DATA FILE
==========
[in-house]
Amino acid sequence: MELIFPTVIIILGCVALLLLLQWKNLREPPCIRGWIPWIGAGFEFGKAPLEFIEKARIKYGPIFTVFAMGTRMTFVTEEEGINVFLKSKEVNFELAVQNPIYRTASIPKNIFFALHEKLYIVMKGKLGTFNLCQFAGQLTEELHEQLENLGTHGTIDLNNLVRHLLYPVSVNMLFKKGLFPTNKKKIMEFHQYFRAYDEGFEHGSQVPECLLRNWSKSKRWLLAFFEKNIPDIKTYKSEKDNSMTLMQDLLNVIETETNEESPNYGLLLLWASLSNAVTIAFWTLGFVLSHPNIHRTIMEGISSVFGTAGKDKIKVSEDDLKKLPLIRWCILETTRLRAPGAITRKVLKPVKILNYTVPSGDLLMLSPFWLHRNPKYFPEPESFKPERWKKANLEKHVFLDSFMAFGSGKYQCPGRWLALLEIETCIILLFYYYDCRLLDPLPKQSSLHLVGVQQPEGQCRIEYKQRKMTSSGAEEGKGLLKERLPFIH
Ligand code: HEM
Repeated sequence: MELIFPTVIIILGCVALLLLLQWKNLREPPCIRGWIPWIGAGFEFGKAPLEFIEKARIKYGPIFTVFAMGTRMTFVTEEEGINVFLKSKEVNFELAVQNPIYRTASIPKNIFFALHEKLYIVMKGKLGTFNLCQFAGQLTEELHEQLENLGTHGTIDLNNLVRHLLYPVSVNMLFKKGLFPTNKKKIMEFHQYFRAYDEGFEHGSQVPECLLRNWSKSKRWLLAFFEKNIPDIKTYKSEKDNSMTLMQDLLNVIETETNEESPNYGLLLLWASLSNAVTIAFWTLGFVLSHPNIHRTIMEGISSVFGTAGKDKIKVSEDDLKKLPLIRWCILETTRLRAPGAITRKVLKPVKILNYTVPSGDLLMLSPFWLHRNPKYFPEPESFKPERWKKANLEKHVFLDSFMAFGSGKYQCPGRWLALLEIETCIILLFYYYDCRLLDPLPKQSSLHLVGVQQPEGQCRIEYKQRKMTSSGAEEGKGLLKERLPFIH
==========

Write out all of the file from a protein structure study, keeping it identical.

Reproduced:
[in-house]
Amino acid sequence: MELIFPTVIIILGCVALLLLLQWKNLREPPCIRGWIPWIGAGFEFGKAPLEFIEKARIKYGPIFTVFAMGTRMTFVTEEEGINVFLKSKEVNFELAVQNPIYRTASIPKNIFFALHEKLYIVMKGKLGTFNLCQFAGQLTEELHEQLENLGTHGTIDLNNLVRHLLYPVSVNMLFKKGLFPTNKKKIMEFHQYFRAYDEGFEHGSQVPECLLRNWSKSKRWLLAFFEKNIPDIKTYKSEKDNSMTLMQDLLNVIETETNEESPNYGLLLLWASLSNAVTIAFWTLGFVLSHPNIHRTIMEGISSVFGTAGKDKIKVSEDDLKKLPLIRWCILETTRLRAPGAITRKVLKPVKILNYTVPSGDLLMLSPFWLHRNPKYFPEPESFKPERWKKANLEKHVFLDSFMAFGSGKYQCPGRWLALLEIETCIILLFYYYDCRLLDPLPKQSSLHLVGVQQPEGQCRIEYKQRKMTSSGAEEGKGLLKERLPFIH
Ligand code: HEM
Repeated sequence: MELIFPTVIIILGCVALLLLLQWKNLREPPCIRGWIPWIGAGFEFGKAPLEFIEKARIKYGPIFTVFAMGTRMTFVTEEEGINVFLKSKEVNFELAVQNPIYRTASIPKNIFFALHEKLYIVMKGKLGTFNLCQFAGQLTEELHEQLENLGTHGTIDLNNLVRHLLYPVSVNMLFKKGLFPTNKKKIMEFHQYFRAYDEGFEHGSQVPECLLRNWSKSKRWLLAFFEKNIPDIKTYKSEKDNSMTLMQDLLNVIETETNEESPNYGLLLLWASLSNAVTIAFWTLGFVLSHPNIHRTIMEGISSVFGTAGKDKIKVSEDDLKKLPLIRWCILETTRLRAPGAITRKVLKPVKILNYTVPSGDLLMLSPFWLHRNPKYFPEPESFKPERWKKANLEKHVFLDSFMAFGSGKYQCPGRWLALLEIETCIILLFYYYDCRLLDPLPKQSSLHLVGVQQPEGQCRIEYKQRKMTSSGAEEGKGLLKERLPFIH